When I was 20...I tried to commit suicide.
It was exactly 3 months before my 21st birthday. I should have been excited to turn 21. But...I wasn't. My life was an absolute wreck. I was taking a full load of classes. I was trying joining a sorority, which presented its own set of drama and mayhem, and on top of that, I had a boyfriend who was a master manipulator. I wouldn't say he was "abusive" in that sense of the word...but what I will say was nothing I did was ever good enough, I never spent enough time with him, and I never seemed to please him I hated being where I was in life. I played the same CD's over and over. I read too much Sylvia Plath. My weight, a constant struggle, went up and down because of binge eating or not eating at all. My mother and I, despite our good relationship, were fighting much more often because I could not stand what I was seeing at home between her and my Father. And although she was right, I chose to ignore her advice. I felt I didn't belong anywhere: not in college, not in my sorority, not in my family, not in my relationship...
I had to escape.
On December 28th, 2000 I took lots of asprin, and just waited, then I started to convulse and vomit. My mother called my brother..and we went to the hospital. They pumped my stomach with charcoal. I cried and cried. They kept me on a 72 hr hold.
My mother was a panic. My brother cried. My father was angry, more concerned, as usual with the cost of this hospital visit than how I was. The boyfriend at the time came to see me and was more concerned about himself than my health. I was in a room with a lady who apparently heard voices. I didn't eat anything. And the medicine they gave me (I learned after the fact was Prozac), made me feel sicker.
At the time, I refused to go see a therapist. I refused to take medicine. I just refused anything.....and a few weeks later..I was back in class..as if nothing had happened. Instead of being depressed, I threw myself into everything I could. And no one knew anything. Eventually, those suicidal feelings subsided and I coasted through college, graduate school, and eventually life as an "adult" relatively unburdened by that trampling feeling of sadness.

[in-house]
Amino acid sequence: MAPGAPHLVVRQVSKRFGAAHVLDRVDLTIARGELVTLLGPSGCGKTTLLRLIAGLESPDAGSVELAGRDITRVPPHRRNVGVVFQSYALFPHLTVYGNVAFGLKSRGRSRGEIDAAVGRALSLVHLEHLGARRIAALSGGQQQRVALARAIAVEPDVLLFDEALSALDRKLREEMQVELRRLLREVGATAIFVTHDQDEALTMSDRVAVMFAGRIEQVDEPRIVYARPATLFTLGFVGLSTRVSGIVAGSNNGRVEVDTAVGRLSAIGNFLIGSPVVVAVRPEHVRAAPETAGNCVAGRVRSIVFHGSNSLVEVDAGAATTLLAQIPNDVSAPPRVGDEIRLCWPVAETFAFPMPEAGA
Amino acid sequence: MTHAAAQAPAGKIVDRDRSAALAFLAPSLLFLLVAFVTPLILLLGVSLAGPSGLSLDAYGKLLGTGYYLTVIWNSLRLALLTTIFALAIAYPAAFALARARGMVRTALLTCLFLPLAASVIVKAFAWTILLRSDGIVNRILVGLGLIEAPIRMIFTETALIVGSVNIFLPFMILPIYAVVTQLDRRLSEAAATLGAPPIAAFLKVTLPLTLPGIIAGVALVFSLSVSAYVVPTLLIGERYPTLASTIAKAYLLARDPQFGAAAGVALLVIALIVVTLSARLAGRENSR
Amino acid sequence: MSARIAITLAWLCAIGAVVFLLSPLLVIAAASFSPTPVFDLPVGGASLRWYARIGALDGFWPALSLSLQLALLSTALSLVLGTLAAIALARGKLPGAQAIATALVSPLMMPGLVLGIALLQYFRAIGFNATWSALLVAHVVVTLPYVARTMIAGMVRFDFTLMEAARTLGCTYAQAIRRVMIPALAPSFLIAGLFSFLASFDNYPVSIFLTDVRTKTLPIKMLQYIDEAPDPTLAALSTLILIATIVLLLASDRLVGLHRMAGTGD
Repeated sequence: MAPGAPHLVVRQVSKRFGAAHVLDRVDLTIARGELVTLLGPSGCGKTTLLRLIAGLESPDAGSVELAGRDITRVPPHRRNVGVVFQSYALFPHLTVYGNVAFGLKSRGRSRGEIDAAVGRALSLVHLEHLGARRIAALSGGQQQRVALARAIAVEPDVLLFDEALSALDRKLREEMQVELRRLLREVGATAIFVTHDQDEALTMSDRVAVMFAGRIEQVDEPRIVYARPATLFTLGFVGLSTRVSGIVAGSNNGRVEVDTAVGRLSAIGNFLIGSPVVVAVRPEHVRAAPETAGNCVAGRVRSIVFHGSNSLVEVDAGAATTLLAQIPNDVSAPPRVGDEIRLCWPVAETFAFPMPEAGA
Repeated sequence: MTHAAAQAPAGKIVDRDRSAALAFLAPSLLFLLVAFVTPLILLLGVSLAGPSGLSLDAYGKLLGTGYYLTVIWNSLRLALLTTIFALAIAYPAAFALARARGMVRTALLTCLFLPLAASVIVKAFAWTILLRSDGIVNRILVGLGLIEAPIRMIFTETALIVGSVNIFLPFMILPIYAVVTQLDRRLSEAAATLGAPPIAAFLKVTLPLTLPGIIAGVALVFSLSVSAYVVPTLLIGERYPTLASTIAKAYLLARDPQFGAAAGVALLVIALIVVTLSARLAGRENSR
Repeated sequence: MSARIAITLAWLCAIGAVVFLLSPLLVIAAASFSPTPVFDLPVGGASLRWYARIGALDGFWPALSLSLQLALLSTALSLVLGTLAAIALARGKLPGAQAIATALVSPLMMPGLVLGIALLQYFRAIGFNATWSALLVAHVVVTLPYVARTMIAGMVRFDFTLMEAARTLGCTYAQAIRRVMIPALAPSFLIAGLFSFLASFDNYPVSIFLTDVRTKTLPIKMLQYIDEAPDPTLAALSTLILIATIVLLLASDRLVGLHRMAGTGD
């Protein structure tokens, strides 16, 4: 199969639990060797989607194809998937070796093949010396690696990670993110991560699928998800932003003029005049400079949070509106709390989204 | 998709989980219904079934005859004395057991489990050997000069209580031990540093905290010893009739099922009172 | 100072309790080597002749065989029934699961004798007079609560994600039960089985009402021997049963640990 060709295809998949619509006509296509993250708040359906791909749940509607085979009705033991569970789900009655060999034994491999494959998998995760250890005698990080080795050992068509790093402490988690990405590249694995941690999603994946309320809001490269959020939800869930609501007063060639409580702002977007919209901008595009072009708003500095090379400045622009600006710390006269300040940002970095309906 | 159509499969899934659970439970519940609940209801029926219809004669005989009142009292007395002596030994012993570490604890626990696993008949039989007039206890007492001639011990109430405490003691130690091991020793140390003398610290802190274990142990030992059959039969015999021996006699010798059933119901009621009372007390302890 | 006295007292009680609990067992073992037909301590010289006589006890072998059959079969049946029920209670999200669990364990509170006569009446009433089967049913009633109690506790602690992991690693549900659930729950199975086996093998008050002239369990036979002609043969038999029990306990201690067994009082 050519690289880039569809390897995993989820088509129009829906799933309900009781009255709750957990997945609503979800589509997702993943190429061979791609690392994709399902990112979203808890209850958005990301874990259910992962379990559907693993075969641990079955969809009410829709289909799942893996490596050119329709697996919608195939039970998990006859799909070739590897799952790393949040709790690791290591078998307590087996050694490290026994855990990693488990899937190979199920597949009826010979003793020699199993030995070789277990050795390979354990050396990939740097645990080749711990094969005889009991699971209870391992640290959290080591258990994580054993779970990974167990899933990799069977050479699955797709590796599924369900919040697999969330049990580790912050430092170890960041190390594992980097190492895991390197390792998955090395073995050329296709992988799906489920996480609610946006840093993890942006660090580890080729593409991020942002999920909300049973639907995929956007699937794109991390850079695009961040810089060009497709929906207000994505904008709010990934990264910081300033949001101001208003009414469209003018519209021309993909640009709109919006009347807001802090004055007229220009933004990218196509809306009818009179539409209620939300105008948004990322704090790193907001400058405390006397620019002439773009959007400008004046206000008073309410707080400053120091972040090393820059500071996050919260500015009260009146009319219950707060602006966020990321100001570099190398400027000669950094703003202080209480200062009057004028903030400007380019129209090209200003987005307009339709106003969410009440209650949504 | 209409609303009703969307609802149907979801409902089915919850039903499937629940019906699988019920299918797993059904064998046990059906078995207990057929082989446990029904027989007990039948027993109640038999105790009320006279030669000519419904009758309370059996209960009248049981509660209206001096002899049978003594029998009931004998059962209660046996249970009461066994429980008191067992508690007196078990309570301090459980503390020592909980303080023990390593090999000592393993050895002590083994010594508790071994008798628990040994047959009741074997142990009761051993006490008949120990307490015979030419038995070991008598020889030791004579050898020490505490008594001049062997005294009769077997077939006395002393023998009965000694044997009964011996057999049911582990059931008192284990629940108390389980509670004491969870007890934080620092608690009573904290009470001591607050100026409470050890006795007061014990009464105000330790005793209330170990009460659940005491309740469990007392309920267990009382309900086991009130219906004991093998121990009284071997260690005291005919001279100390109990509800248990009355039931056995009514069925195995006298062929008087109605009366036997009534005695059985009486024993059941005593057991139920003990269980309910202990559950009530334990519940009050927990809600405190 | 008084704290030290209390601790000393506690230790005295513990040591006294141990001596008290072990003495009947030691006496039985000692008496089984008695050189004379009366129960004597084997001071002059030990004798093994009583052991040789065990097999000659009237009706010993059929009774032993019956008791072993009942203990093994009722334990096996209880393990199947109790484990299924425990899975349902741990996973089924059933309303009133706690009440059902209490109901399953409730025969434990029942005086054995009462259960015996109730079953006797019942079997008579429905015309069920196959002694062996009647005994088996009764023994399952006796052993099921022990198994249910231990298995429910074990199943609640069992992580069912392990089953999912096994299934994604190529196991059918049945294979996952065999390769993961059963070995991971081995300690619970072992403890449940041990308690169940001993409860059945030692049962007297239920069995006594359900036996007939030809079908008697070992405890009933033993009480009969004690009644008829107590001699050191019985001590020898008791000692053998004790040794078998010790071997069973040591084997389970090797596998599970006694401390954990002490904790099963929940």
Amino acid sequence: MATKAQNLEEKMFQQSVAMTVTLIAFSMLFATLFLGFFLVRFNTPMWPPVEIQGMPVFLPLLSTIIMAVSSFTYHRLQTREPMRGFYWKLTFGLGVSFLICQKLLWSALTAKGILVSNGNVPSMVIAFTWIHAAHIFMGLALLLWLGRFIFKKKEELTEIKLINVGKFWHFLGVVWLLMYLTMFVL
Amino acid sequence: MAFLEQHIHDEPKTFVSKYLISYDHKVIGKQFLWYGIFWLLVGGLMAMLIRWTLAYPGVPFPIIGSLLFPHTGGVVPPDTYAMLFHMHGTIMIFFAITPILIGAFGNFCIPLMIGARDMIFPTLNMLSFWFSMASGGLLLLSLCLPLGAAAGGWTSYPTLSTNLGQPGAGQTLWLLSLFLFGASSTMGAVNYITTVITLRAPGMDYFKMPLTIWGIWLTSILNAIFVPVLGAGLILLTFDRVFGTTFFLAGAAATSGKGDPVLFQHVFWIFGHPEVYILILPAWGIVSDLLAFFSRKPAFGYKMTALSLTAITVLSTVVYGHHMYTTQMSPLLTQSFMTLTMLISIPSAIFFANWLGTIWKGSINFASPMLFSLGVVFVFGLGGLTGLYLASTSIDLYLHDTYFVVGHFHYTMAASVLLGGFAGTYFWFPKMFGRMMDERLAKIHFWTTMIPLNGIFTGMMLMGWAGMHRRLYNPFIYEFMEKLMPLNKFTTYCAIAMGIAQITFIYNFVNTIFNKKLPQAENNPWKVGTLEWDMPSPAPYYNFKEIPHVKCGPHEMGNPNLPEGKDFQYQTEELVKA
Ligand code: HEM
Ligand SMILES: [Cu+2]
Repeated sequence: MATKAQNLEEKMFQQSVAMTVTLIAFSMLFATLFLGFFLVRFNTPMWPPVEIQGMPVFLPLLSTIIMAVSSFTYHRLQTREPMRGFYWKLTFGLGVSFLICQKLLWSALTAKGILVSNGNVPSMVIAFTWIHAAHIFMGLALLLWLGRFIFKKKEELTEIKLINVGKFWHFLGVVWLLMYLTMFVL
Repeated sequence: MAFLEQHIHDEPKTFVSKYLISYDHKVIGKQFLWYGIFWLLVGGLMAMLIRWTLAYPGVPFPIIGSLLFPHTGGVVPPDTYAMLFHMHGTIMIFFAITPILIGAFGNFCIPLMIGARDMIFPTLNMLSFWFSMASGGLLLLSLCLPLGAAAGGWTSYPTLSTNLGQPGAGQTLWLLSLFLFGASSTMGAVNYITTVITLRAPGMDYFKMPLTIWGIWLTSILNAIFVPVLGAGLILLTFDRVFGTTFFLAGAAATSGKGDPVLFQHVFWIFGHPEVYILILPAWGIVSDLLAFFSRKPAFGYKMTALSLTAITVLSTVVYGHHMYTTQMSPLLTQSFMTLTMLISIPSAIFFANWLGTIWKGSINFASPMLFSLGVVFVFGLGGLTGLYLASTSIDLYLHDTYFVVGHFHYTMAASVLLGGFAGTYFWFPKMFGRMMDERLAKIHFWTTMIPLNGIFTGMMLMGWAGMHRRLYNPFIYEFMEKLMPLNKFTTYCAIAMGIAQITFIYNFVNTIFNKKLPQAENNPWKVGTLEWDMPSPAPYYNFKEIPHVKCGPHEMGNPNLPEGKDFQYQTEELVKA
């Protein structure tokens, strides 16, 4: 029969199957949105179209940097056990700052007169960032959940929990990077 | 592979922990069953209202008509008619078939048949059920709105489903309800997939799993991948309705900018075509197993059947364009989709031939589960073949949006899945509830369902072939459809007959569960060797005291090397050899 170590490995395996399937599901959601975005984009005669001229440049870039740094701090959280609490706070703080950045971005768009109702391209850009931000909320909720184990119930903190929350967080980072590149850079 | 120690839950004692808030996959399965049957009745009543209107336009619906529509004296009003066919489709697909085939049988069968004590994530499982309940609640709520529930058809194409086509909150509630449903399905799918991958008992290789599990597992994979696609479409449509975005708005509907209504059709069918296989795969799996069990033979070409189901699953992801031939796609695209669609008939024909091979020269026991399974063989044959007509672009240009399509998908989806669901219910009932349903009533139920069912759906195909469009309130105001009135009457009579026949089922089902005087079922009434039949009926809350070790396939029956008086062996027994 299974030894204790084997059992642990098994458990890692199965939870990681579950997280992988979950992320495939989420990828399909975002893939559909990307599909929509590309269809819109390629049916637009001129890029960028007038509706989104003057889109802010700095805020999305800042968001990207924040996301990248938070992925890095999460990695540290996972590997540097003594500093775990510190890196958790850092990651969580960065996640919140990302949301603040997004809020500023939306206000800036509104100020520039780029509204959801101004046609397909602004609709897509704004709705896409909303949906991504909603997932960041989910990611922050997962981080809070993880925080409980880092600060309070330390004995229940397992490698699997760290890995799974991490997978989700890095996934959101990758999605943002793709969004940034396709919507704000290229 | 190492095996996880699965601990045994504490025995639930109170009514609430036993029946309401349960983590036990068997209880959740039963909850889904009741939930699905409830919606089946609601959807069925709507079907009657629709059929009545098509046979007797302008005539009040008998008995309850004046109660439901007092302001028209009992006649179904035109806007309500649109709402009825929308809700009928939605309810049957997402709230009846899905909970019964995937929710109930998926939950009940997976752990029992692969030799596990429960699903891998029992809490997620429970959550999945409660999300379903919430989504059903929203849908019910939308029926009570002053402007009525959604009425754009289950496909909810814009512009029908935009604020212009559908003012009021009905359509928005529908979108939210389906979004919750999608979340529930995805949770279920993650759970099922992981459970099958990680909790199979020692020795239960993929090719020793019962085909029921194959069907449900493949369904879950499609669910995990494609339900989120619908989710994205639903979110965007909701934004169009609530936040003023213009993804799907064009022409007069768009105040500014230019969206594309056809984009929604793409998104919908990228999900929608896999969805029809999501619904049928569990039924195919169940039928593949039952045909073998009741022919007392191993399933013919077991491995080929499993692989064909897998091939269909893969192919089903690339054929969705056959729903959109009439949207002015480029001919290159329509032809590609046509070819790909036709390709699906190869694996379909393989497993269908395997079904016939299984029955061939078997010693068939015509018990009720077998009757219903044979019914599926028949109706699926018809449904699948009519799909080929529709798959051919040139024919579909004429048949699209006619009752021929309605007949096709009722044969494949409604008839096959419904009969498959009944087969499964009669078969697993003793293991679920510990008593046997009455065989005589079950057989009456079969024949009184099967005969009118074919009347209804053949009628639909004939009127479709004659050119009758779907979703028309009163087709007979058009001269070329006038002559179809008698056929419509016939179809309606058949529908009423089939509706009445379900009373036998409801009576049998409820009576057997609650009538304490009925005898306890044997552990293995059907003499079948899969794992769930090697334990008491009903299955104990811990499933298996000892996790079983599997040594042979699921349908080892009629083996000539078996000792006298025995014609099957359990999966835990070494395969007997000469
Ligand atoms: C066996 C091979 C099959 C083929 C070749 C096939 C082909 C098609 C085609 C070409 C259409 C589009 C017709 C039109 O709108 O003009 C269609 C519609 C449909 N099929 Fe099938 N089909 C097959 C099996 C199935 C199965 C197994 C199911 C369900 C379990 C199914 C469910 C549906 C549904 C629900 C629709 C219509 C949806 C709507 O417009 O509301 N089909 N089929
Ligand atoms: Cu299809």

Or so I thought....
Fast forward to early 2008, and with the compounding pressures of a divorce, finding out my husband had been unfaithful numerous times, finances and weight ballooning, and threatening to lose it all, I contemplated taking that route again.. I felt alone. I felt lost. I had pills. I had alcohol. I had access to fire arms. I knew it was bad when I thought about jumping in front of a train platform one morning heading to work. But the turning point was when I sat in a bathtub, fully clothed, drinking red wine from the bottle, water running, hoping I would get so drunk I'd drown. Luckily, my then husband caught me.. At the time I cursed him out, but that is when I knew I had to get help. I sought a counselor....that helped me with these issues, prescribed me a small level anti-depressants, and helped me form the courage to seek healthier alternatives than committing suicide. I was diagnosed with episodic depression and although I knew the difference between "chronic" and episodic, I knew having a name for it made me feel a lot better.I was able to pinpoint this via therapy, that I had experience episodic depression throughout the years, beginning in my early teens. I just thought I had "sadness", not depression.. I told my husband at the time they put me on a small dose of anti-depressants. And he frowned. He was mr psuedo-holistic-black-nationalist-fake-Rasta dude. When we got into an argument once, he said, "You're the crazy one! You're the one on the pills"....
When he said that, I knew the end was near.
Getting my depression under control, I believe, gave me the courage to leave a dead marriage, to start my life over, and to embraces a new me. I'd rather be sane and whole and medicated...than dead metaphorically.
I say all this to say that mental issues are nothing to be ashamed of, especially in the African-American community. People kept telling me to "pray" or that "it will get better" or to just "buy myself something nice" or even "just get a new man". But all the money, prayer, clothes and men couldn't resolve what I knew was fundamentally wrong with me: I was sad. I was not well. I needed help beyond material or even metaphysical. I encourage counseling. I seek it from time to time when I know the road is rocky.I would encourage anyone to get help .
At first...I said I would never speak about this...But today I tell my story. Today is National No Shame day...and I live to tell.........
I want to thank poet/writer/all around dope Bassey Ikpi,the Siwe Project and the #NoShame Twitter campaign for giving me the courage to help someone with this post.
Be encouraged...life is worth and FOR living :)
Please visit The Siwe Project’s website to share your story or read the stories of others who have experience mental health issues. You can also tweet The Siwe Project at @thesiweproject on twitter with the hashtag #NoShame.